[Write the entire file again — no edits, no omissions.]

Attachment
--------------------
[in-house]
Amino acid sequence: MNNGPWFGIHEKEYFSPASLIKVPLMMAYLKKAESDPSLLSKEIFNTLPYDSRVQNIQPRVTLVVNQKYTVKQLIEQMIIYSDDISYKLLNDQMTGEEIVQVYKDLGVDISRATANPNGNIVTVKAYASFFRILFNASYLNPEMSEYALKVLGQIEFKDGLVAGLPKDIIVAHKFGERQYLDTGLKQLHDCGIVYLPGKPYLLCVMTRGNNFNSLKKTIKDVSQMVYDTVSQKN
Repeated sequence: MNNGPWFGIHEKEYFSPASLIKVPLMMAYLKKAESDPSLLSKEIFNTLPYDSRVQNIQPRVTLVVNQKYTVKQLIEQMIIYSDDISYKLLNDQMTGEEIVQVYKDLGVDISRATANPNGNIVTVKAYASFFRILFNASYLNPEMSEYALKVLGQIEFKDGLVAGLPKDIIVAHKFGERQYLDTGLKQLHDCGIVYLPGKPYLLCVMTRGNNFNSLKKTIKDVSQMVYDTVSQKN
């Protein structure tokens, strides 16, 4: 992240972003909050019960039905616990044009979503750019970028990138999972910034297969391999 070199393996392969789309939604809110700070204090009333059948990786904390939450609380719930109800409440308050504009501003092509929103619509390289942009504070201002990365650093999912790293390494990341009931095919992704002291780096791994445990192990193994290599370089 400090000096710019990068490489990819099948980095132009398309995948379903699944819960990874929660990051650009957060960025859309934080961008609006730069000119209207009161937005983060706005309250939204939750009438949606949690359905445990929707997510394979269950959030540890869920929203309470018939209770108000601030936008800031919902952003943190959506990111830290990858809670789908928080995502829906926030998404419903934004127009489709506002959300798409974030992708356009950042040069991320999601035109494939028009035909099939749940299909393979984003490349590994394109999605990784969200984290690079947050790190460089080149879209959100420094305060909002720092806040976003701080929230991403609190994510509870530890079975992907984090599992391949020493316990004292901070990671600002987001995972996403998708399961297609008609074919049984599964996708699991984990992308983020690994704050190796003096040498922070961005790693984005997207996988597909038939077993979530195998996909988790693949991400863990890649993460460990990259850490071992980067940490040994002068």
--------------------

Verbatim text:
[in-house]
Amino acid sequence: MNNGPWFGIHEKEYFSPASLIKVPLMMAYLKKAESDPSLLSKEIFNTLPYDSRVQNIQPRVTLVVNQKYTVKQLIEQMIIYSDDISYKLLNDQMTGEEIVQVYKDLGVDISRATANPNGNIVTVKAYASFFRILFNASYLNPEMSEYALKVLGQIEFKDGLVAGLPKDIIVAHKFGERQYLDTGLKQLHDCGIVYLPGKPYLLCVMTRGNNFNSLKKTIKDVSQMVYDTVSQKN
Repeated sequence: MNNGPWFGIHEKEYFSPASLIKVPLMMAYLKKAESDPSLLSKEIFNTLPYDSRVQNIQPRVTLVVNQKYTVKQLIEQMIIYSDDISYKLLNDQMTGEEIVQVYKDLGVDISRATANPNGNIVTVKAYASFFRILFNASYLNPEMSEYALKVLGQIEFKDGLVAGLPKDIIVAHKFGERQYLDTGLKQLHDCGIVYLPGKPYLLCVMTRGNNFNSLKKTIKDVSQMVYDTVSQKN
């Protein structure tokens, strides 16, 4: 992240972003909050019960039905616990044009979503750019970028990138999972910034297969391999 070199393996392969789309939604809110700070204090009333059948990786904390939450609380719930109800409440308050504009501003092509929103619509390289942009504070201002990365650093999912790293390494990341009931095919992704002291780096791994445990192990193994290599370089 400090000096710019990068490489990819099948980095132009398309995948379903699944819960990874929660990051650009957060960025859309934080961008609006730069000119209207009161937005983060706005309250939204939750009438949606949690359905445990929707997510394979269950959030540890869920929203309470018939209770108000601030936008800031919902952003943190959506990111830290990858809670789908928080995502829906926030998404419903934004127009489709506002959300798409974030992708356009950042040069991320999601035109494939028009035909099939749940299909393979984003490349590994394109999605990784969200984290690079947050790190460089080149879209959100420094305060909002720092806040976003701080929230991403609190994510509870530890079975992907984090599992391949020493316990004292901070990671600002987001995972996403998708399961297609008609074919049984599964996708699991984990992308983020690994704050190796003096040498922070961005790693984005997207996988597909038939077993979530195998996909988790693949991400863990890649993460460990990259850490071992980067940490040994002068």